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Music Review: Canadian Invasion – Three Cheers for the Invisible Hand

Angering parents everywhere and getting his apparel and related merchandise banned from school, in the early ‘90s Bart Simpson proudly proclaimed that he was “an underachiever and proud of it.” When it comes to the band Canadian Invasion, musically the group overachieves with gorgeous Britpop-inspired melodies from The Doves and Oasis, old-fashioned Velvet Underground-like harmonies, the alt-country sound of Wilco, along with hooks that recall The Shins and Snow Patrol.

However, lyrically and in contradiction to the deceptively beautiful vocalization of lead singer Andy Canadian, the band seems to aim directly for the underachieving suburban Bart Simpsons in all of us. As though leveling a tuneful joust, the very American band — right out of Philadelphia (yes, Fresh Prince of Bel Air’s hometown, not Quebec or Montreal as one would assume) — does grant that the name is a bit silly. Andy Canadian proudly insists it was theirs “even before the South Park movie," and nonetheless it’s since “really encapsulated what the band is about” as he explained in the press release.

Dishing up eleven tracks intended as “a satirical assault on American ‘values’,” Canadian continues by explaining that the group refers to themselves as “America’s last line of defense against the evil Canadian socialist empire’s pernicious ideology of cheap health care and gun control.” This concept seems to be the focal point of their upcoming February 17 release from the Transit of Venus label, Three Cheers For the Invisible Hand, as Canadian, along with bassist Jim Foley, drummer George Groves, lead guitarist Eric Miller, and guitarist and backing vocalist Chris Morita relish in the delightful absurdity of American suburbia and hum-drum lives.

Songs about time-suckage and endless drinking kick off the album in the spirited tongue-in-cheek opener ”Pop Magic Fantastical Masterpiece,” as they open with a sound that recalls The Lemonheads’ “Into Your Arms,” before the lyrics move away from that radio favorite to Invasion’s choice of “I raise my empty glass and waste a bit more time.”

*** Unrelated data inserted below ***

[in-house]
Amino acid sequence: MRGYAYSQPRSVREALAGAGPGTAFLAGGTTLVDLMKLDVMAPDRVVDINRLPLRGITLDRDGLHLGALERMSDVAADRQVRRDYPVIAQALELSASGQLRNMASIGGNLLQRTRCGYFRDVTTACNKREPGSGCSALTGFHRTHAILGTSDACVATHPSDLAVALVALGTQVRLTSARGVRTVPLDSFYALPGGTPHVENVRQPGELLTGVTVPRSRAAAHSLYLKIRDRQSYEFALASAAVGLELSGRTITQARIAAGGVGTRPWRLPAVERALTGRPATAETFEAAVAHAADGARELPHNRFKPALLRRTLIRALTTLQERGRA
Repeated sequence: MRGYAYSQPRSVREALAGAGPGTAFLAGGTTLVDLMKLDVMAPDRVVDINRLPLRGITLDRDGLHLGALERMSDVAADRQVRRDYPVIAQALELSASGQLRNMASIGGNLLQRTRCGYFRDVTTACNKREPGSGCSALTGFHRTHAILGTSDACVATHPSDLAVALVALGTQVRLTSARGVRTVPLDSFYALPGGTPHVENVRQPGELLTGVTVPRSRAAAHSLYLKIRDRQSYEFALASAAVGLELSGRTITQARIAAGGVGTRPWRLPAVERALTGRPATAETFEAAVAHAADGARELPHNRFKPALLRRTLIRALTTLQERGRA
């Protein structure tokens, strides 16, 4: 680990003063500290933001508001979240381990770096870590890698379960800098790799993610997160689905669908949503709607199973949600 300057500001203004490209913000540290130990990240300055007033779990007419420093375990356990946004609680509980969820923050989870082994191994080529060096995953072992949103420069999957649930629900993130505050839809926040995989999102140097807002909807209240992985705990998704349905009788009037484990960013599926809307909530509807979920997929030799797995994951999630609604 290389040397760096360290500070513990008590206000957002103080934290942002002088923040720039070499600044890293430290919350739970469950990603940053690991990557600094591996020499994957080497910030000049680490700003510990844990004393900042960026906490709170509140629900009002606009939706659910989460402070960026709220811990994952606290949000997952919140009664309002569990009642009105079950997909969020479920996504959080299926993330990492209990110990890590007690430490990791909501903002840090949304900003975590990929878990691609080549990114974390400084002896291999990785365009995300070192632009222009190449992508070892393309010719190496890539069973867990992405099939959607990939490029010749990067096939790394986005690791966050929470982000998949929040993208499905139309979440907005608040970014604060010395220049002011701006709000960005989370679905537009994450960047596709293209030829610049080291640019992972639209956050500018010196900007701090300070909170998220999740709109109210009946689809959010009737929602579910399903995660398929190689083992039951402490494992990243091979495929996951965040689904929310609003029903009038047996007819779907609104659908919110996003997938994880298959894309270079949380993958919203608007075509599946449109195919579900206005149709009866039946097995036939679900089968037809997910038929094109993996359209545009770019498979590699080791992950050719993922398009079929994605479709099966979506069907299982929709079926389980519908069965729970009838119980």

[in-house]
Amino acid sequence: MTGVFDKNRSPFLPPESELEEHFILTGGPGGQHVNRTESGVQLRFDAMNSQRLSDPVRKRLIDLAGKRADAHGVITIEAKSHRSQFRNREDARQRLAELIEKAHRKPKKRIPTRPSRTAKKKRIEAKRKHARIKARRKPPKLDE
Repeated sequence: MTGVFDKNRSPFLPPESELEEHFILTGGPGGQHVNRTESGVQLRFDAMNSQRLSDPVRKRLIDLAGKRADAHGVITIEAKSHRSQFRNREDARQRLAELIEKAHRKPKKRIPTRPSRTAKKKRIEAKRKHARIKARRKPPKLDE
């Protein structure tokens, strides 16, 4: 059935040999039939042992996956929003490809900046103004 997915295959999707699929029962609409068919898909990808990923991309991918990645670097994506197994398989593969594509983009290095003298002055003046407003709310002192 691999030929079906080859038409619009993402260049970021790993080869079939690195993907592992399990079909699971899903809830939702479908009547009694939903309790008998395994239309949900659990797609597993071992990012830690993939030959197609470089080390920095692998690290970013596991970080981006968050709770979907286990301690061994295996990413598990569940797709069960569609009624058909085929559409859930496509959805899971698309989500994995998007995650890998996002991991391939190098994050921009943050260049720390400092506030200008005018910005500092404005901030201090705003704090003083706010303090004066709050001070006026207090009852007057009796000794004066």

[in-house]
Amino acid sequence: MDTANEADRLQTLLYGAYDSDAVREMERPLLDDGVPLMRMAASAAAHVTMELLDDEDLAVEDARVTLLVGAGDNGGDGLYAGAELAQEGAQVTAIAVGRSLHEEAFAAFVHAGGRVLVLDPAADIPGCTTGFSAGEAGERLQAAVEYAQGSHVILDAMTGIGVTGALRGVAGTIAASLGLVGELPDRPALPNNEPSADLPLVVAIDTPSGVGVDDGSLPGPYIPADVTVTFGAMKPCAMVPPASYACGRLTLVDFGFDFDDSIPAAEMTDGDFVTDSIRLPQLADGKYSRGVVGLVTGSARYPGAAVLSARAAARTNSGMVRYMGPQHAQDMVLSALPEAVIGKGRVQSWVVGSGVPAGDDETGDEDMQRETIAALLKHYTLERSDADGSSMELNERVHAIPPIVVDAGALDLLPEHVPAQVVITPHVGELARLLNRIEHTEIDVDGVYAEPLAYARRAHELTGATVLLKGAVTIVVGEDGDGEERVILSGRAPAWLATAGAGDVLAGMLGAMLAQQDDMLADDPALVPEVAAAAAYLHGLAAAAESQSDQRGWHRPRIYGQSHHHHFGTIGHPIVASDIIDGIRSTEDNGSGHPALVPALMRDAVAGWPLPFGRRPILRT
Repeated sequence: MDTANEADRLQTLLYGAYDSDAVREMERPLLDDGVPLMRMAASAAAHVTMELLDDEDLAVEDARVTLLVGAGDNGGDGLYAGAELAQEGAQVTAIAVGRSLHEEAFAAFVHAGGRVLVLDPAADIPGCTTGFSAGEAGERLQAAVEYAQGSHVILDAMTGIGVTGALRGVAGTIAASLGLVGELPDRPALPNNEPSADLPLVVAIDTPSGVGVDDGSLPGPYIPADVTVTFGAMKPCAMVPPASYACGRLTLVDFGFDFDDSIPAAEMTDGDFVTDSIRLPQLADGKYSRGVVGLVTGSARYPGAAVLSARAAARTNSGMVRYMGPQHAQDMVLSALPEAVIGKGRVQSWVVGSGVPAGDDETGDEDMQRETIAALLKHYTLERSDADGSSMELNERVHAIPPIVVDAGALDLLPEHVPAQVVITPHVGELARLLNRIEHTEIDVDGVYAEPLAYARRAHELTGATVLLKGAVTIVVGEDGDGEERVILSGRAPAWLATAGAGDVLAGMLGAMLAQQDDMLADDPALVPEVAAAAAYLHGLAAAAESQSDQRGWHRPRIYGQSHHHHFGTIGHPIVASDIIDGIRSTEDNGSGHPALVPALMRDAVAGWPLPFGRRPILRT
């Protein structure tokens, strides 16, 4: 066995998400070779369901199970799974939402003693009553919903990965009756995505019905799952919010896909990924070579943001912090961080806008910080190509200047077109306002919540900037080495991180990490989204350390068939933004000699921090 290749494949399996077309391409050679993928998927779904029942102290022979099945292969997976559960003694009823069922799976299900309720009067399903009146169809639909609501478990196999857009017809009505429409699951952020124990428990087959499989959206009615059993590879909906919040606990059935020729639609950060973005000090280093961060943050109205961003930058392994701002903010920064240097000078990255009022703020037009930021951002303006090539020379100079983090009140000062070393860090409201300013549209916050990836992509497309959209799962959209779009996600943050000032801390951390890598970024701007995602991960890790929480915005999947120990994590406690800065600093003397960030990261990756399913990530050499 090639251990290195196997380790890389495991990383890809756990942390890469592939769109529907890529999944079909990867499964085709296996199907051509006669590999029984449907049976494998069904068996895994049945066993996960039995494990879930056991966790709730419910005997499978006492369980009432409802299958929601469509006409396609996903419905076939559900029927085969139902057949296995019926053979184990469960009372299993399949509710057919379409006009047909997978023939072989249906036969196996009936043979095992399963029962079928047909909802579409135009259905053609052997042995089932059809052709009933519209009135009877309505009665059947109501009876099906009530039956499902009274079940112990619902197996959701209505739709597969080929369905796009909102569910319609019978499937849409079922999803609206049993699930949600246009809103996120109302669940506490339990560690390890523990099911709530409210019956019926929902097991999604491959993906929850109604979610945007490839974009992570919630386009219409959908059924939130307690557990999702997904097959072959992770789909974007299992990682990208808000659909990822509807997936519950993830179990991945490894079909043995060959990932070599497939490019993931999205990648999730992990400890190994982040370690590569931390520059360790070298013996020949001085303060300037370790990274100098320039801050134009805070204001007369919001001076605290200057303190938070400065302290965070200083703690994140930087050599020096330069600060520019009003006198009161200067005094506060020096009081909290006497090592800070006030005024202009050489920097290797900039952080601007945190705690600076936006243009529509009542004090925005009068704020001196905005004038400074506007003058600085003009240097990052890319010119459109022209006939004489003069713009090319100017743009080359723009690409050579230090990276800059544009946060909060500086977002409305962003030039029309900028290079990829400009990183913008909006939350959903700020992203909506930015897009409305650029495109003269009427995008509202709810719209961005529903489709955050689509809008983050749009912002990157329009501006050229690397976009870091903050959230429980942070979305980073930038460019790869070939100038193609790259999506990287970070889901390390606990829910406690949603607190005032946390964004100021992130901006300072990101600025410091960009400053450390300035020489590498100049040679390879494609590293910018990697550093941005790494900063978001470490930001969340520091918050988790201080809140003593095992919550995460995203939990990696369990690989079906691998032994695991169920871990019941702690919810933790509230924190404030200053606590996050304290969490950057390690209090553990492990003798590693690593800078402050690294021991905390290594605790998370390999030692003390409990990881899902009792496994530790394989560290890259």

Pouring out intricately laced character studies of people who fall asleep in tanning beds and a best friend who “lost her heart to a dinosaur who wakes up every morning on the kitchen floor,” the group elates in lulling us into submission with sweet sounding melodies that only upon a second or third close listen do we realize seem far more sinister than we'd assumed.

After only a few tracks passively digested in the car, the mischievous group seemed like the type of band you’d hire for a rich kid’s birthday party… until you get wind of what they’re actually saying, that is, as their primary goal is articulating the emptiness of suburban life as Canadian feels that they’re essentially “a non-place, negatively defined as not-the-city and not-the country.”

With “characters… [that] float listlessly through a world they don’t feel part of, grasping at anything around them that might give them an identity,” Canadian Invasion draws heavily from Sartre and Camus styled existentialist absurdity and also reminds me of the same dissociative depersonalization disorder used in the recent comedic indie film, Numb.

Aspiring more to become the musical version of filmmaker David Lynch (Blue Velvet, Lost Highway, Mulholland Drive) or dark short story author Raymond Carver (whose work was used as the basis of Robert Altman’s Short Cuts), Canadian’s press notes continue that the group’s songs — especially the album’s title track — work as “a commentary” on the “’invisible hand’ of progress and equilibrium,” that has resulted in individuals’ “desperate, ghost-like existences, [and] ones they feel incapable of changing.”

Having earned quite a following around the East Coast, which they tour incessantly, Canadian Invasion has found like-minded colleagues, playing alongside such musical icons as David Bowie and Lou Reed. And once one hears the album’s third track complete with the security-alert title “Standing On the Shoulders of the Carcass of John Mayer” as they update the central premise of Johnny Cash’s “Folsom Prison Blues” of shooting a man in Reno "just to watch him die,” by singing about murdering “John” who cut in line at the grocery store yet in doing so he still “doesn’t feel like an asshole” thanks to his interest in Hegel and Nietzsche, you realize they’re right at home in the world of Bowie and Reed.

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